EPA’s Emissions Rule Would Likely Increase Carbon Dioxide

enhanced oil recovery

On the heels of the UN Intergovernmental Panel on Climate Change’s official position that human-generated carbon dioxide is “extremely likely” the “dominant” cause of warming since the mid-20th Century, the Environmental Protection Agency’s simultaneously proposed rule to limit such emissions from fossil-fueled power plants is contradictory.

EPA has wholeheartedly sold the global warming “scientific consensus” justification for CO2 limits to the public, and as a result has conducted a “war against coal” in conjunction with environmental pressure groups for years. And President Obama – who was most recently vocal about it in June – called for the elimination of tax breaks for “Big Oil” and has repeatedly expressed opposition to the construction of the Keystone XL pipeline.

So what’s the contradiction?

Under the proposed EPA rule, newly built coal-fired power plants would have to eliminate 40 percent of their carbon dioxide emissions by using not-ready-for-prime-time capture and sequestration technologies. Where EPA, and Obama, lose all credibility is that in their strategy to make the procedure economically feasible, they expect much of the cost to be offset by selling the CO2 to companies that drill using a technique called enhanced oil recovery (EOR).

“The use of EOR lowers costs for production of domestic oil,” EPA explains in the proposed rule (page 262), “which promotes the important goal of energy independence.”

NLPC reported on the Obama administration’s massive effort to expand CO2 production for EOR in June. The Department of Energy has dedicated at least $9.2 billion to specific projects. But what would be the reason for pumping CO2 in the ground in order to extract otherwise unrecoverable oil? The only reason would is to burn it – which releases more CO2 into the atmosphere.

William Yeatman, assistant director of the Center for Energy and Environment at the Competitive Enterprise Institute, did some research and calculations on what would happen if utilities captured carbon dioxide from their power plants, transported it to oil companies’ fields where they practice EOR, pump the CO2 into the ground, extract the oil, and then burned it. His findings, unsurprisingly, are that CO2 used for EOR will result in a net increase in emissions and thus undermine the purpose of a carbon dioxide rule in the first place.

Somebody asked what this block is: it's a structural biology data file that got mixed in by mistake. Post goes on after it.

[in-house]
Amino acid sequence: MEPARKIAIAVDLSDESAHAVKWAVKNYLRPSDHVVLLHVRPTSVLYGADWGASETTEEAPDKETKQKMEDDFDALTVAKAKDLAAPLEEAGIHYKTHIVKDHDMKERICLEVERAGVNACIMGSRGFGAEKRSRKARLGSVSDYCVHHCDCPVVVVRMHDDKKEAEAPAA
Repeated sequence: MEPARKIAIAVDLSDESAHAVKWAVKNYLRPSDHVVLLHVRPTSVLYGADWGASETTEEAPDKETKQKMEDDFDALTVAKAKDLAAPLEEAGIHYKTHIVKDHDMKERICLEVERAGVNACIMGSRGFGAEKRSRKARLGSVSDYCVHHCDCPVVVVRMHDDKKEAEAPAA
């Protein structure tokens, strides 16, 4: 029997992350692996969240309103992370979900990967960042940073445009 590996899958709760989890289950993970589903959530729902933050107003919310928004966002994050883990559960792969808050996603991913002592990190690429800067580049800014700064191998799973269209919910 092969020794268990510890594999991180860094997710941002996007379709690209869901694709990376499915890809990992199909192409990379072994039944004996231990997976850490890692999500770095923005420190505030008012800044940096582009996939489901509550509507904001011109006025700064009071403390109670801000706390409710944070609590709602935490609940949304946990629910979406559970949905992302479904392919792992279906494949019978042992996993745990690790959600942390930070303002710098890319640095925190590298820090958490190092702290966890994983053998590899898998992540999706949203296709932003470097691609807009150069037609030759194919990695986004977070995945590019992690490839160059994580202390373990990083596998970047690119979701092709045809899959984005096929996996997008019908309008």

EPA “completely fails to take into account the expanded carbon footprint of the oil industry caused by its power plant rule,” Yeatman wrote for the GlobalWarming.org blog. By his estimates (you can check his math), Yeatman came up with 1.66 kilograms of CO2 emitted for each 1 kilogram of CO2 captured and then used in EOR.

“Assuming that a CCS project captures 600 lbs CO2 per megawatt-hour and that the plant is running at 85 percent capacity, then a typical coal plant in compliance with EPA’s (proposed) Carbon Pollution Standard would result in the emission of 1.3 million more kilograms of CO2 than the plant would ‘save’ per megawatt capacity annually,” Yeatman explained. “And that doesn’t include the emissions due to the energy input necessary to extract the oil.”

It would seem that if the administration simply wanted more oil in the U.S., all they’d need to do is greenlight the Keystone Pipeline and avoid the expense and trouble of generating and capturing the carbon dioxide they so often demonize. They’ve already labeled CO2 as a public toxin, more or less, to the point where EPA projects no new coal power plants in the U.S. through 2020 and perhaps beyond. A big reason for that is the new regulation, which only motivates mining companies to instead ship their coal overseas where it will be burned far dirtier than it would in America.

While Obama states that his goal is to reduce CO2 in the atmosphere, his actions accomplish just the opposite. Besides the $9.2 billion for existing EOR demonstration projects, there are tens of billions of dollars that have poured into universities and government contractors for the purpose of capturing carbon dioxide and EOR. Taxpayers also support research into issues associated with the process, such as water use. The Department of Energy’s National Energy Technology Laboratory even produced a 61-page report in December 2009 on how to deliver “Public Outreach and Education for Carbon Storage Projects.”

It makes you wonder how the president doesn’t recognize the inconsistency and hypocrisy in his policy implementations, but then again, there are so many that the contradictory effects are unavoidable. A simple example are his broadsides at the rich whom he regularly slams for taking advantage of the poor, while at the same time he doles out favors, regulations, grants and tax breaks to the “rich” people who have supported his agenda, such as green energy.

In the case of CO2 capture for EOR, the president is helping the “Big Oil” industry that a large contingent of his supporters – environmentalists – can’t stand. Obama’s confounding hyper-regulation marches on.

Paul Chesser is an associate fellow for the National Legal and Policy Center and publishes CarolinaPlottHound.com, an aggregator of North Carolina news.